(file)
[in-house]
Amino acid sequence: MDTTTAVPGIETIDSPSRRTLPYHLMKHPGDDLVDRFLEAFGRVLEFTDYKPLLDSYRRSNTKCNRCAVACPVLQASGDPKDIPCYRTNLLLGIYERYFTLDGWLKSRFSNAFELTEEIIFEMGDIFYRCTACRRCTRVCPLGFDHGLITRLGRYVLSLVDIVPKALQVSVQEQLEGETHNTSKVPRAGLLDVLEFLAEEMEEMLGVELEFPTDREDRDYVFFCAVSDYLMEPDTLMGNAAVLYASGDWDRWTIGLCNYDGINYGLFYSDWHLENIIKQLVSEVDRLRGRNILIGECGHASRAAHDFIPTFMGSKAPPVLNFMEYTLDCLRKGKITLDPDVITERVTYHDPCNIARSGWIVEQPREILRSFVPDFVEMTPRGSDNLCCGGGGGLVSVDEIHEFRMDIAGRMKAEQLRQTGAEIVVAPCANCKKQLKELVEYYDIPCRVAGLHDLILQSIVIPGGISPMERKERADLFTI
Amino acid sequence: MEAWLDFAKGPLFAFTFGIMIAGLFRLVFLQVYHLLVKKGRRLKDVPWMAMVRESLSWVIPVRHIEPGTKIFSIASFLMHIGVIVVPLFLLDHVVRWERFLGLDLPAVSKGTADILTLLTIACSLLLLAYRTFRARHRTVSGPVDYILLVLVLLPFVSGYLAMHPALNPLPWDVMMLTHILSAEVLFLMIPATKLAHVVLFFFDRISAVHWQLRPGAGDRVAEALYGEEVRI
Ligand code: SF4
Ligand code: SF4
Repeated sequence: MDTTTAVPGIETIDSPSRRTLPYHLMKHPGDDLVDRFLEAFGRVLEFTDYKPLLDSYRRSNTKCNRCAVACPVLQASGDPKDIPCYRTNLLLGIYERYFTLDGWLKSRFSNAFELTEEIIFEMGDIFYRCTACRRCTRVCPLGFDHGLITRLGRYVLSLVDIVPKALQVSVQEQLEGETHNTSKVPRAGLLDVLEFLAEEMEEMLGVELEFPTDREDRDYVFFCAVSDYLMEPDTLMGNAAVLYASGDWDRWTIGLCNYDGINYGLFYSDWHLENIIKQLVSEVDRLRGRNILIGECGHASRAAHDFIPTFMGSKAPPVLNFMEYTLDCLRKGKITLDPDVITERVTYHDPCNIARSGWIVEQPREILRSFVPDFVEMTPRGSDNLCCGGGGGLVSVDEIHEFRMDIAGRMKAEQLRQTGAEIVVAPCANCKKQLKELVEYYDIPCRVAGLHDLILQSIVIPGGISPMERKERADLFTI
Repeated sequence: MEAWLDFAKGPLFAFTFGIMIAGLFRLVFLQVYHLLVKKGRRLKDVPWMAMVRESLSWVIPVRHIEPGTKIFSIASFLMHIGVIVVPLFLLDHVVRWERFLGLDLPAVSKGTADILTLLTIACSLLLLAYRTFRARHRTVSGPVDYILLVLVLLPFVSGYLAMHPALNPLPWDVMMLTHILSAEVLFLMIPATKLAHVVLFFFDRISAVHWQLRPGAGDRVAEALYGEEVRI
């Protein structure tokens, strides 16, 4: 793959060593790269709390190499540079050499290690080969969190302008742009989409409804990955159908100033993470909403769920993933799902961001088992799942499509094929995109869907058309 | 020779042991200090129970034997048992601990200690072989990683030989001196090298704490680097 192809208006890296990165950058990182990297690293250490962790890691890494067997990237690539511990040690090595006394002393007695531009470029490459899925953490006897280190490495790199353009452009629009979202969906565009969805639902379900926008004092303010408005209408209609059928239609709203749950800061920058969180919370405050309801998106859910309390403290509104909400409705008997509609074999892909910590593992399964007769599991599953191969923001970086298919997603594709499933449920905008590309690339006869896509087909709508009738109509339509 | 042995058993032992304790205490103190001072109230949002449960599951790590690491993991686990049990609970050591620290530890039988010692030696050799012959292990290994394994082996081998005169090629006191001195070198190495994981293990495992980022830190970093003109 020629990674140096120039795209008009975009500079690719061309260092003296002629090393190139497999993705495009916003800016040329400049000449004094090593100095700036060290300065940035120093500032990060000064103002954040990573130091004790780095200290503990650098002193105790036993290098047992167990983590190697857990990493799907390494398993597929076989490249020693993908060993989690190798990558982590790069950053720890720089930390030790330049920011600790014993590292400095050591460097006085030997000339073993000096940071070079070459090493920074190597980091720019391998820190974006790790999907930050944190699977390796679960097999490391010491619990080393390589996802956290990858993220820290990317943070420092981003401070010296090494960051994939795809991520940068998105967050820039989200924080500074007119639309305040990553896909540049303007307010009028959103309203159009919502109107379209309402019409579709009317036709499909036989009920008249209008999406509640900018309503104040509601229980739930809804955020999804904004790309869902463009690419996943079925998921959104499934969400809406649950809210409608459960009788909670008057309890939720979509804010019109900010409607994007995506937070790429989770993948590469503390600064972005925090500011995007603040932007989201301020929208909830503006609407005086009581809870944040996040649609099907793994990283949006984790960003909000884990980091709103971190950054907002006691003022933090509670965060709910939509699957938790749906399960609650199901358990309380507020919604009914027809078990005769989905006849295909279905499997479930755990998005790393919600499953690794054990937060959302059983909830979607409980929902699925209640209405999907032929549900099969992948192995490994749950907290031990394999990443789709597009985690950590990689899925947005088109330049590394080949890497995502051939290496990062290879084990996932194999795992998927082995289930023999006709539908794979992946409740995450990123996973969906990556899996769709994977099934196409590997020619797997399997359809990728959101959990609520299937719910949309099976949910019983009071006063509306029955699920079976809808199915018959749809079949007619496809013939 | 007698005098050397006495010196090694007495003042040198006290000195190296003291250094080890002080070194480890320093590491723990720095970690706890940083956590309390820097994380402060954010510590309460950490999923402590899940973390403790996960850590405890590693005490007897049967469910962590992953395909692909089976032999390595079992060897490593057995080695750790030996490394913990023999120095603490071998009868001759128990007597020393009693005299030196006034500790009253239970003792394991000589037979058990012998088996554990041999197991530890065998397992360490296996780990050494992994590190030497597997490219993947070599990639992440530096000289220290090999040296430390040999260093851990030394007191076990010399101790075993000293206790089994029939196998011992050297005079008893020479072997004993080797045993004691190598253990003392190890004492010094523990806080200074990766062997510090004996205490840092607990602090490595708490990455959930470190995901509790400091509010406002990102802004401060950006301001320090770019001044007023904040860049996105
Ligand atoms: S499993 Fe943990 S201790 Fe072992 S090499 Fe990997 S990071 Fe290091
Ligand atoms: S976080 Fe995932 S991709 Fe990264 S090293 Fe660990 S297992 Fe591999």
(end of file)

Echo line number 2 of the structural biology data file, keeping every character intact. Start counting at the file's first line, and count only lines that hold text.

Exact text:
Amino acid sequence: MDTTTAVPGIETIDSPSRRTLPYHLMKHPGDDLVDRFLEAFGRVLEFTDYKPLLDSYRRSNTKCNRCAVACPVLQASGDPKDIPCYRTNLLLGIYERYFTLDGWLKSRFSNAFELTEEIIFEMGDIFYRCTACRRCTRVCPLGFDHGLITRLGRYVLSLVDIVPKALQVSVQEQLEGETHNTSKVPRAGLLDVLEFLAEEMEEMLGVELEFPTDREDRDYVFFCAVSDYLMEPDTLMGNAAVLYASGDWDRWTIGLCNYDGINYGLFYSDWHLENIIKQLVSEVDRLRGRNILIGECGHASRAAHDFIPTFMGSKAPPVLNFMEYTLDCLRKGKITLDPDVITERVTYHDPCNIARSGWIVEQPREILRSFVPDFVEMTPRGSDNLCCGGGGGLVSVDEIHEFRMDIAGRMKAEQLRQTGAEIVVAPCANCKKQLKELVEYYDIPCRVAGLHDLILQSIVIPGGISPMERKERADLFTI